“There is probably a smell of roasted chesnuts and other good comfortable things all the time, for we are telling Winter Stories – Ghost Stories, or more shame for us – round the Christmas fire.”
– Charles Dickens, Telling Winter Stories, 1859
Every year at about this time, I tend to turn my reading to ghost stories. Okay, who am I kidding? I read ghost stories all year round. But there’s something particularly nostalgic for me personally in sitting by the side of a log fire, glass of single malt in hand, reading a spooky old tale, particularly those set at Christmas.
The Christmas ghost story is something of a great British tradition, of course. Like most things related to Christmas traditions, they were really proliferated in the Victorian era – that Dickens fellow has a lot to answer for. After the success of A Christmas Carol, Dickens took to publishing festive ghost stories annually in the periodical All the Year Round, in which he included tales from contributors such as Wilkie Collins and Elizabeth Gaskell. In 1898, American anglophile Henry James (whose less famous brother turns up in The Lazarus Gate, you may recall) wrote The Turn of the Screw – his own take on the Christmas Ghost Story, inspired in no small part by Dickens and Collins.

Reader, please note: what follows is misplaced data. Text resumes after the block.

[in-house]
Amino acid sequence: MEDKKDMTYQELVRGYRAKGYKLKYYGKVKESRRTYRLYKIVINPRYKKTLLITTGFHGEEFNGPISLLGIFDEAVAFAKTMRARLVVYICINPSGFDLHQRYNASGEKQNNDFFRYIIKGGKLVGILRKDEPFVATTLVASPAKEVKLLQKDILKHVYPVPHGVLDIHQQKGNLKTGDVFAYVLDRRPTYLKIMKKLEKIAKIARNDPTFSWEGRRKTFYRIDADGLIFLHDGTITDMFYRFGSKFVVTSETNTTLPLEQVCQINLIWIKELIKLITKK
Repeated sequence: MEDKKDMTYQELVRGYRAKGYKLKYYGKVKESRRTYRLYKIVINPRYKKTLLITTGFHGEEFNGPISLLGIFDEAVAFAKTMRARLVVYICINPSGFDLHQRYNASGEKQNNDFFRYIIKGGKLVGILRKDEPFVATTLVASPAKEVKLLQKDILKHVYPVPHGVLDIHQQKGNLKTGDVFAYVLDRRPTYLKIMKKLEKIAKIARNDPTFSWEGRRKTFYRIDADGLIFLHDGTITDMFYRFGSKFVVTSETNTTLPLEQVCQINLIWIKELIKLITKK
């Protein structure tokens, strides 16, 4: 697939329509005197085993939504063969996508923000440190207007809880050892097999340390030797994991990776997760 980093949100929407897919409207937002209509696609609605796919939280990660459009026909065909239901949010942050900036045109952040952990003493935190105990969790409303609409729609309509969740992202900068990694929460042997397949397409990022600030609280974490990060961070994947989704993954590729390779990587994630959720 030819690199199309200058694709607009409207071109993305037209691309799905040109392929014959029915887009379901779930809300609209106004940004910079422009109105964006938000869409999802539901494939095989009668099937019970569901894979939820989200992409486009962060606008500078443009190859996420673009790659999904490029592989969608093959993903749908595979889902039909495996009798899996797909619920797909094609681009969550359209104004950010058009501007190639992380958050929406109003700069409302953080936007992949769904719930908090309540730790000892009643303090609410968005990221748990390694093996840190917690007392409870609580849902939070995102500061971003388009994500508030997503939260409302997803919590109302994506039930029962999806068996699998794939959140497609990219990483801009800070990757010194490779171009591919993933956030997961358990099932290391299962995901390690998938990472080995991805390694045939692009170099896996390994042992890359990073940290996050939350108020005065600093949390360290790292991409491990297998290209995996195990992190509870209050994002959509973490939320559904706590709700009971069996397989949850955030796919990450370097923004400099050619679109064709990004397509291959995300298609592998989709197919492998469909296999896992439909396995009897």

That doesn’t mean all the stories we equate with being good Christmas spook-fests are Victorian in origin though – many of my favourites were written in the Edwardian or even post-war periods. M R James – my favourite teller of ghostly tales – was a particular proponent of the Christmas ghosts tradition. He would write a new story each year, and read it to a select group of peers and students at King College, Cambridge, on Christmas Eve.
Anyhow, enough history. Over the last few years I’ve been collecting festive ghost and mystery stories to read over the Yuletide period. Here’s my pick of the bunch so far: